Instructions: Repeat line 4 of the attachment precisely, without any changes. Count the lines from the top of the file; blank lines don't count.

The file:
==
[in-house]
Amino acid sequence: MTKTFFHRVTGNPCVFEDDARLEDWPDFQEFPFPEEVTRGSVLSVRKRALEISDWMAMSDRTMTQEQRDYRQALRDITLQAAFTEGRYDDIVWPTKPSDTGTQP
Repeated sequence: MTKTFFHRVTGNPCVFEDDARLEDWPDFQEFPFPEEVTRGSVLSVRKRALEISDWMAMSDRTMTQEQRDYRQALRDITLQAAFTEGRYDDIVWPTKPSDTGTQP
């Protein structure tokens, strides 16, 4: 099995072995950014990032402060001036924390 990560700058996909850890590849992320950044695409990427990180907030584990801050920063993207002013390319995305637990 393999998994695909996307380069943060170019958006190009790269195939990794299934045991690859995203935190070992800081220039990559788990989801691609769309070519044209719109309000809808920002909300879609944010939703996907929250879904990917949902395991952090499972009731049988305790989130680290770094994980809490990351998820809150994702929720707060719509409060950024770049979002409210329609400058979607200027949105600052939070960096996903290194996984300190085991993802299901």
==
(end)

């Protein structure tokens, strides 16, 4: 099995072995950014990032402060001036924390 990560700058996909850890590849992320950044695409990427990180907030584990801050920063993207002013390319995305637990 393999998994695909996307380069943060170019958006190009790269195939990794299934045991690859995203935190070992800081220039990559788990989801691609769309070519044209719109309000809808920002909300879609944010939703996907929250879904990917949902395991952090499972009731049988305790989130680290770094994980809490990351998820809150994702929720707060719509409060950024770049979002409210329609400058979607200027949105600052939070960096996903290194996984300190085991993802299901």